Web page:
BEIJING (Reuters) - China's industrial output grew more strongly than expected at the start of the year, suggesting the economy has sustained solid momentum even as U.S. President Donald Trump readies hefty tariffs against one its most strategic growth drivers -- technology.
Tariffs on tech exports could potentially hit the fastest growing segment of China's industrial sector, an area that the country's leaders have been keen to promote as they push for "higher quality" economic growth.
Trump is seeking to impose tariffs on up to $60 billion of Chinese imports in the very near future and will target the technology and telecommunications sectors, Reuters reported on Tuesday.
The latest U.S. trade threat, which follows the imposition of tariffs on steel and aluminium last week, overshadowed unexpectedly robust Chinese industrial and investment growth data for the first two months of the year.
Industrial output in January-February rose 7.2 percent from the same period a year earlier, the National Bureau of Statistics said on Wednesday, surpassing analysts' estimates for a rise of 6.1 percent and picking up sharply from 6.2 percent in December.
Analysts had expected a slight stumble in output due to a crackdown on heavily polluting industries, but the data showed China's steel output rose to its highest in months as mills prepared for a seasonal pick-up in construction in spring.
Coal and power output were also up sharply, possibly reflecting a spell of bitterly cold weather.
Reflecting China's growing focus on the production of higher-value goods, output of computers, telecommunications equipment and other electronics rose 12.1 percent on year, extending a long period of double-digit growth.
Output of industrial robots rose around 25 percent.
However, data from China early in the year is typically treated with caution due to distortions caused by the timing of the week-long Lunar New Year celebrations, which fell in late January 2017 but started in mid-February this year.
As such, a clearer picture of China's economic health may not emerge until first-quarter data is released in April.
Many economists expect China's economic momentum to slow this year, weighed down by a cooling property market and the government's clampdown on riskier lending practices, which is pushing up corporate borrowing costs.
But a clutch of readings available so far, ranging from official data to private surveys, suggest China's growth has picked up so far this year, keeping a synchronized global recovery on track.
Trade data last week showed exports unexpectedly surged at the fastest pace in three years in February even as trade relations with the United States rapidly deteriorate.
China runs a $375 billion trade surplus with the United States and when President Xi Jinping's top economic adviser visited Washington recently, the administration pressed him to come up with a way of reducing that number.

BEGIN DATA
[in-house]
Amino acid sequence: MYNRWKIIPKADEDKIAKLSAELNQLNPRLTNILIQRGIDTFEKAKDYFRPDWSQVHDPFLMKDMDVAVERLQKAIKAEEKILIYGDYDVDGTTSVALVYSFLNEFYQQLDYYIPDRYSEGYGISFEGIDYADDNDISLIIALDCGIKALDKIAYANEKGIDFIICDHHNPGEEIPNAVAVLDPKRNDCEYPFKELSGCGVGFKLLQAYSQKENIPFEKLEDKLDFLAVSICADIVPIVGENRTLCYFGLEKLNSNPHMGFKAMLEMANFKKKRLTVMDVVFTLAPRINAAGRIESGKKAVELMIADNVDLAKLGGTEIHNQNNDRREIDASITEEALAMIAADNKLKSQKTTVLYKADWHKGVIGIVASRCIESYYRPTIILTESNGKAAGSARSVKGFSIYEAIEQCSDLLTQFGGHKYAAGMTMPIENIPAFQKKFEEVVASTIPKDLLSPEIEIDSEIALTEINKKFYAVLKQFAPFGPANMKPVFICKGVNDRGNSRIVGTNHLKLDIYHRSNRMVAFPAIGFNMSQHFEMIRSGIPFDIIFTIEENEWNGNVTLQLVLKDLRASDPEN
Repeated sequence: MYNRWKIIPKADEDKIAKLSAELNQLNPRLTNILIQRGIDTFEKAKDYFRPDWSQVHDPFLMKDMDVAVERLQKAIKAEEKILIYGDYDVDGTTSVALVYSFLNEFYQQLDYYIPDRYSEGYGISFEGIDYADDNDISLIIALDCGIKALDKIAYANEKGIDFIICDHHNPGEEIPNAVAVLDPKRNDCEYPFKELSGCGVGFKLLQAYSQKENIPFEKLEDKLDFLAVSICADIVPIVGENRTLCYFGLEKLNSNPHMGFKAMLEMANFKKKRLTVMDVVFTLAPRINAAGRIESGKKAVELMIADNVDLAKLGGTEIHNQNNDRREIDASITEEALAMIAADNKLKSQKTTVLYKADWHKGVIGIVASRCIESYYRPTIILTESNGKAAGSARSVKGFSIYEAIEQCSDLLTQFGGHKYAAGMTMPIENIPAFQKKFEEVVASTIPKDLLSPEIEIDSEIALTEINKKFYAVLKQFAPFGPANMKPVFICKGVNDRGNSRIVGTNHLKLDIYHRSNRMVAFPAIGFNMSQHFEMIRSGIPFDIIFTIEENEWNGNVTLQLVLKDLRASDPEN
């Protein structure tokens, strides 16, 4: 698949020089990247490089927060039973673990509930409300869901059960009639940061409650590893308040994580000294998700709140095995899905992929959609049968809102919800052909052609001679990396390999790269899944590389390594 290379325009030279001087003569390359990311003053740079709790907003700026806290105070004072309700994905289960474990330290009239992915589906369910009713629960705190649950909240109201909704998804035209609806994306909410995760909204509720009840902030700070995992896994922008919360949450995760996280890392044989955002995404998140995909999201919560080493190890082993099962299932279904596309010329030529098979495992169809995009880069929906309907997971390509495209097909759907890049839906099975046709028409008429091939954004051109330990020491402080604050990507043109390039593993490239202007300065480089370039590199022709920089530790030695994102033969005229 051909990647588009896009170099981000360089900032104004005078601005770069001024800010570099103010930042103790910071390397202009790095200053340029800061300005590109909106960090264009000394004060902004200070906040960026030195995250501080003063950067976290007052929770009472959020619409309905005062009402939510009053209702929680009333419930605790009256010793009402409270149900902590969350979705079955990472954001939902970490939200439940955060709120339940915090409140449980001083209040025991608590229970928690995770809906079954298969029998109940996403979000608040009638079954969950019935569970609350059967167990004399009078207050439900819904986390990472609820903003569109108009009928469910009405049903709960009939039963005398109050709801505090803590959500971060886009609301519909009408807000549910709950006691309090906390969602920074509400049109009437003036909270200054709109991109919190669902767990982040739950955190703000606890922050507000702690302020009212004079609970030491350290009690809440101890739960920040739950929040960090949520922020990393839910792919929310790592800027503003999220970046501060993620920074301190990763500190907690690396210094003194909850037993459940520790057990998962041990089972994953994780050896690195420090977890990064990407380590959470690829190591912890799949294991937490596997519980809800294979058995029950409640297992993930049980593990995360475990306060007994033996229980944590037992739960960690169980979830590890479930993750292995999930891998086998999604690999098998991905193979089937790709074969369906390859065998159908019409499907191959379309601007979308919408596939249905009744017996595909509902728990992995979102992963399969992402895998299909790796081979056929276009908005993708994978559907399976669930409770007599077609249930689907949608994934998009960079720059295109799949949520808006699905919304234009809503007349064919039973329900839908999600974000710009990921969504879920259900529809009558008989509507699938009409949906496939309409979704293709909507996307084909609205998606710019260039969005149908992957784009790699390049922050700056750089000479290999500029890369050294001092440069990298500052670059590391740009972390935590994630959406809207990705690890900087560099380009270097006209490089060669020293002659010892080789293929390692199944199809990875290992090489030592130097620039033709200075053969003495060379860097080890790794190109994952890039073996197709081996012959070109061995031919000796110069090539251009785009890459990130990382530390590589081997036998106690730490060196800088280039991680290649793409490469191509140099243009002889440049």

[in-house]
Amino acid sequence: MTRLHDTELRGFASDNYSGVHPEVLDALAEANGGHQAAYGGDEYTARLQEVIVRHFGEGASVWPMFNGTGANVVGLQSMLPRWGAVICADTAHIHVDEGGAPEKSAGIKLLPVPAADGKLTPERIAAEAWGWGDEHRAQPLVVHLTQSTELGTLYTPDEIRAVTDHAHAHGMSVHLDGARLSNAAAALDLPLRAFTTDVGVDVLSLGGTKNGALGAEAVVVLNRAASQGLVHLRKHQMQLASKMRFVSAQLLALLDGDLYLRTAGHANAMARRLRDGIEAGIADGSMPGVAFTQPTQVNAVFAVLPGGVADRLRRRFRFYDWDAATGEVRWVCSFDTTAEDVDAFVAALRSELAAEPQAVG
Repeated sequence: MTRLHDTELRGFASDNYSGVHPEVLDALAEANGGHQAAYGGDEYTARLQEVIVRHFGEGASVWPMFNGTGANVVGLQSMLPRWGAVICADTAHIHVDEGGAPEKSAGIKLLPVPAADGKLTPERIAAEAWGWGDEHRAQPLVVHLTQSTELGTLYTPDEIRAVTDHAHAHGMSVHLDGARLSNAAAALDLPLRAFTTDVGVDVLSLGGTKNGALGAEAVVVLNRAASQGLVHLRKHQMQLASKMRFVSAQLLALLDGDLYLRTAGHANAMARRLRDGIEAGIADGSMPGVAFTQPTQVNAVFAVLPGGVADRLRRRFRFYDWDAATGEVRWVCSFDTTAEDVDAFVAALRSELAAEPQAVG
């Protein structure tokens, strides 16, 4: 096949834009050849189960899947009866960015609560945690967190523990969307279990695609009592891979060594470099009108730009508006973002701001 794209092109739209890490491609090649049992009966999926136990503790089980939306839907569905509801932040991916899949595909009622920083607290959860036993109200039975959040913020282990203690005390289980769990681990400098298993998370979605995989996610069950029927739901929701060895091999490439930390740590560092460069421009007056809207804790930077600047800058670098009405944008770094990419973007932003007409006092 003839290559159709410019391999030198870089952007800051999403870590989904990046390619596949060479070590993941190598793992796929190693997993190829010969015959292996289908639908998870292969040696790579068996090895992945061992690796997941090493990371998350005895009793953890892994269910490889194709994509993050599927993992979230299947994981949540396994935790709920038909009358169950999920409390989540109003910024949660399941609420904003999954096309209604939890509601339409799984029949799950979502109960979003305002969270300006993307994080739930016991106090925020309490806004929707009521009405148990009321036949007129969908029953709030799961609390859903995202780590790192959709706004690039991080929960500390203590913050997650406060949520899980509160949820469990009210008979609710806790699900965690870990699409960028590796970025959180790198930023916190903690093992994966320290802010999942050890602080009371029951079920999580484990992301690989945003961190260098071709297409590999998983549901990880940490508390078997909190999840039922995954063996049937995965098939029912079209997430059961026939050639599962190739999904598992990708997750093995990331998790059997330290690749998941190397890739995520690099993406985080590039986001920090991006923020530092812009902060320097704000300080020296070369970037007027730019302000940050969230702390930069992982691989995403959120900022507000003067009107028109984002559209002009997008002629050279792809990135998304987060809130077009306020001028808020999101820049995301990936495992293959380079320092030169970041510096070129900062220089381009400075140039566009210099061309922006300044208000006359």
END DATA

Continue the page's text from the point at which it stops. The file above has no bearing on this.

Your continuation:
"While risks of escalation in US-China trade tensions exist, we expect China to remain relatively restrained in its response and, as a result, overall economic damage to stay contained," Louis Kuijs, head of Asia economics at Oxford Economics said in a note.
STRONG INVESTMENT READINGS
China's fixed-asset investment growth also unexpectedly picked up to 7.9 percent in January-February. Analysts polled by Reuters had predicted it would cool to 7.0 percent from a 7.2 percent pace in all of 2017.
Private sector fixed-asset investment rose 8.1 percent, compared with an increase of 6.0 percent in 2017. Private investment accounts for about 60 percent of overall investment in China.
Investments by state firms rose 9.2 percent over the period, though the gap between public and private sector investment narrowed over last year.
Confounding expectations of a slowdown, real estate investment in China rose 9.9 percent, the fastest pace in three years, though property sales softened in the face of government cooling measures.
While infrastructure remains the main engine behind China's investment growth, economists at ING note investment in hi-tech manufacturing has also expanded rapidly, and was up 17 percent last year, further highlighting the sector's vulnerability to punitive U.S. trade measures.
Retail sales also regained some momentum, rising 9.7 percent, just shy of expectations but up from 9.4 percent in December. Auto sales were particularly strong, especially electrics and hybrids, again reflecting Beijing's tech push.
Premier Li Keqiang said last week China aims to expand its economy by around 6.5 percent this year, the same target that it handily beat in 2017 thanks in part to massive government infrastructure spending and record bank lending.
But comments by top officials at China's parliament in the past week suggested that Beijing will be more cautious about spending this year while it focuses on reducing the risks from a rapid build-up in debt.
After years of heavy pump-priming by Beijing, markets worry that less generous stimulus could slow the pace of expansion not only in China but globally. China is already believed to be contributing about a third of total world growth.
(Reporting by Kevin Yao and Cheng Fang; Writing by Elias Glenn; Editing by Kim Coghill)
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